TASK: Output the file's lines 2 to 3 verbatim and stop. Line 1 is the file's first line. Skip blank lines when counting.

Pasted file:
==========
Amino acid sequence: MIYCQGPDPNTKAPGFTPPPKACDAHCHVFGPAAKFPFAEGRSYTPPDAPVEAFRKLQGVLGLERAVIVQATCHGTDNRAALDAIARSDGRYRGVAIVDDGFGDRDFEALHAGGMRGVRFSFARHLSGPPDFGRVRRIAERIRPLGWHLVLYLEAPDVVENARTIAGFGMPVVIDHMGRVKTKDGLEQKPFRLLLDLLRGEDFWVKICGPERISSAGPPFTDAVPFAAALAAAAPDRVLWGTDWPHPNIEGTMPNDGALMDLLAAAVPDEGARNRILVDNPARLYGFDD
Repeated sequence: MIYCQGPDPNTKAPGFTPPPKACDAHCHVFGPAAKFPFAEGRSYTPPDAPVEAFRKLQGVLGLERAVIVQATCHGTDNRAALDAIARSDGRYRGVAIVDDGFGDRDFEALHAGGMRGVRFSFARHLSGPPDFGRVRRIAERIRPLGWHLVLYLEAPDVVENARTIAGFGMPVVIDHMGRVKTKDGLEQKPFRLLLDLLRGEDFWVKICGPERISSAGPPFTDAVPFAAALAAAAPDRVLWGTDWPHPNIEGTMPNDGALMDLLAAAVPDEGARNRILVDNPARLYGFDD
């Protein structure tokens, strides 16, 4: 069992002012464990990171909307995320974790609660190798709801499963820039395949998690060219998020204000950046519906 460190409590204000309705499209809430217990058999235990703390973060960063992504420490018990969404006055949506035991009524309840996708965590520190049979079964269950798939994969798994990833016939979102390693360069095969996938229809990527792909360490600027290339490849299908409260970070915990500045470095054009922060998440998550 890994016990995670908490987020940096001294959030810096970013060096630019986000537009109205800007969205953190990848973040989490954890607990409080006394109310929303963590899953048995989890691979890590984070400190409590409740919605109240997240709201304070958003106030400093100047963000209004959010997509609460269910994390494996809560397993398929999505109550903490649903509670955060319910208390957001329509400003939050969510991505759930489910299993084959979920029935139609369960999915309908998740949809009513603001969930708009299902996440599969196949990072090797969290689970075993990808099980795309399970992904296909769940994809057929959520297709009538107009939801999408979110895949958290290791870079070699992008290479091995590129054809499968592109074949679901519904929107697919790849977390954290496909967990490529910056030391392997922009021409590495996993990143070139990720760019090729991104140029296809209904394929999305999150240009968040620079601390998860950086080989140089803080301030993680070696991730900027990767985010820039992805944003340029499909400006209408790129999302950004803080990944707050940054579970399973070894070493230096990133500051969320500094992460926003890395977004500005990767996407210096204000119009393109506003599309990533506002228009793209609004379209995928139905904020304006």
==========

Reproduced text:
Repeated sequence: MIYCQGPDPNTKAPGFTPPPKACDAHCHVFGPAAKFPFAEGRSYTPPDAPVEAFRKLQGVLGLERAVIVQATCHGTDNRAALDAIARSDGRYRGVAIVDDGFGDRDFEALHAGGMRGVRFSFARHLSGPPDFGRVRRIAERIRPLGWHLVLYLEAPDVVENARTIAGFGMPVVIDHMGRVKTKDGLEQKPFRLLLDLLRGEDFWVKICGPERISSAGPPFTDAVPFAAALAAAAPDRVLWGTDWPHPNIEGTMPNDGALMDLLAAAVPDEGARNRILVDNPARLYGFDD
């Protein structure tokens, strides 16, 4: 069992002012464990990171909307995320974790609660190798709801499963820039395949998690060219998020204000950046519906 460190409590204000309705499209809430217990058999235990703390973060960063992504420490018990969404006055949506035991009524309840996708965590520190049979079964269950798939994969798994990833016939979102390693360069095969996938229809990527792909360490600027290339490849299908409260970070915990500045470095054009922060998440998550 890994016990995670908490987020940096001294959030810096970013060096630019986000537009109205800007969205953190990848973040989490954890607990409080006394109310929303963590899953048995989890691979890590984070400190409590409740919605109240997240709201304070958003106030400093100047963000209004959010997509609460269910994390494996809560397993398929999505109550903490649903509670955060319910208390957001329509400003939050969510991505759930489910299993084959979920029935139609369960999915309908998740949809009513603001969930708009299902996440599969196949990072090797969290689970075993990808099980795309399970992904296909769940994809057929959520297709009538107009939801999408979110895949958290290791870079070699992008290479091995590129054809499968592109074949679901519904929107697919790849977390954290496909967990490529910056030391392997922009021409590495996993990143070139990720760019090729991104140029296809209904394929999305999150240009968040620079601390998860950086080989140089803080301030993680070696991730900027990767985010820039992805944003340029499909400006209408790129999302950004803080990944707050940054579970399973070894070493230096990133500051969320500094992460926003890395977004500005990767996407210096204000119009393109506003599309990533506002228009793209609004379209995928139905904020304006």